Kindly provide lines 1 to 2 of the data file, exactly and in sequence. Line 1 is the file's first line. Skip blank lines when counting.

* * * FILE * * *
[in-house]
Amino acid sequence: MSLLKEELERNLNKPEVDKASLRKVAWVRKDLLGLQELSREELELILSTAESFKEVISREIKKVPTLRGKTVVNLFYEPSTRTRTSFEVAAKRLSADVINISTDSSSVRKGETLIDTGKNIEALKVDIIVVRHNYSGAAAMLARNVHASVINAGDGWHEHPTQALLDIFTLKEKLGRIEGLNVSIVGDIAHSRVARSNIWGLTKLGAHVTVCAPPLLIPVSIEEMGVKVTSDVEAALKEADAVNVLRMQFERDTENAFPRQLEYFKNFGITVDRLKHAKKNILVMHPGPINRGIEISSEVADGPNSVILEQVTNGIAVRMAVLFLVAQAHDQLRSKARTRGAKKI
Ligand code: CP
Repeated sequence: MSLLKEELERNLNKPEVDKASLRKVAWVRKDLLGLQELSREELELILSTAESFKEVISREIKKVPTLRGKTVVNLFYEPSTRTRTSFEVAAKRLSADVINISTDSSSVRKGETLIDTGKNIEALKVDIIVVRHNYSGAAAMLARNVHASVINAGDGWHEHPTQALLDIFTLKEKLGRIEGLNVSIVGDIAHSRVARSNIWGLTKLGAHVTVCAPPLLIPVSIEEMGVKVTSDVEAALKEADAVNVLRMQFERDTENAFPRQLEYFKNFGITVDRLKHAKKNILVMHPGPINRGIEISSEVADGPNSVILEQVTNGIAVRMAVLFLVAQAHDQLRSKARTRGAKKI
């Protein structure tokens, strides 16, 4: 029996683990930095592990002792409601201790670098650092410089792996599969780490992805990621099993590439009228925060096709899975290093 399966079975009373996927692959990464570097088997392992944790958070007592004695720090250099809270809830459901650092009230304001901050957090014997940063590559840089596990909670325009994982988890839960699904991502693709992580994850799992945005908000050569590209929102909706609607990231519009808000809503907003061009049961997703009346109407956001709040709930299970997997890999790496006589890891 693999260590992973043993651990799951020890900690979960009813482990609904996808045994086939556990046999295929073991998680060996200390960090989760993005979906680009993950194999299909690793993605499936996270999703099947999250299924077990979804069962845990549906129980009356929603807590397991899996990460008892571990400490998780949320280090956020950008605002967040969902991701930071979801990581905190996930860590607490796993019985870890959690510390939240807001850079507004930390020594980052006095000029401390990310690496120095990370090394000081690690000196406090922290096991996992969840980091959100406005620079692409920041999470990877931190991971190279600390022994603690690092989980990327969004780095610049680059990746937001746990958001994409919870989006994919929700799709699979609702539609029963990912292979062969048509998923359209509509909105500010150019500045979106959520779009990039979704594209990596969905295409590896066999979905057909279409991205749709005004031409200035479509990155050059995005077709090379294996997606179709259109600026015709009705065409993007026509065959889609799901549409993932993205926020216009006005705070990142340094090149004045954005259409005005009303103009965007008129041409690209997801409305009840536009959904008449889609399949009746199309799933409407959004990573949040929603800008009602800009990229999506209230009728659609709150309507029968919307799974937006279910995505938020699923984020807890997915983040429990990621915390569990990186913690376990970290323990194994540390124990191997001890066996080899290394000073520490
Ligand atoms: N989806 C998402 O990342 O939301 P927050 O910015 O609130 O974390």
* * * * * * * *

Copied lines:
[in-house]
Amino acid sequence: MSLLKEELERNLNKPEVDKASLRKVAWVRKDLLGLQELSREELELILSTAESFKEVISREIKKVPTLRGKTVVNLFYEPSTRTRTSFEVAAKRLSADVINISTDSSSVRKGETLIDTGKNIEALKVDIIVVRHNYSGAAAMLARNVHASVINAGDGWHEHPTQALLDIFTLKEKLGRIEGLNVSIVGDIAHSRVARSNIWGLTKLGAHVTVCAPPLLIPVSIEEMGVKVTSDVEAALKEADAVNVLRMQFERDTENAFPRQLEYFKNFGITVDRLKHAKKNILVMHPGPINRGIEISSEVADGPNSVILEQVTNGIAVRMAVLFLVAQAHDQLRSKARTRGAKKI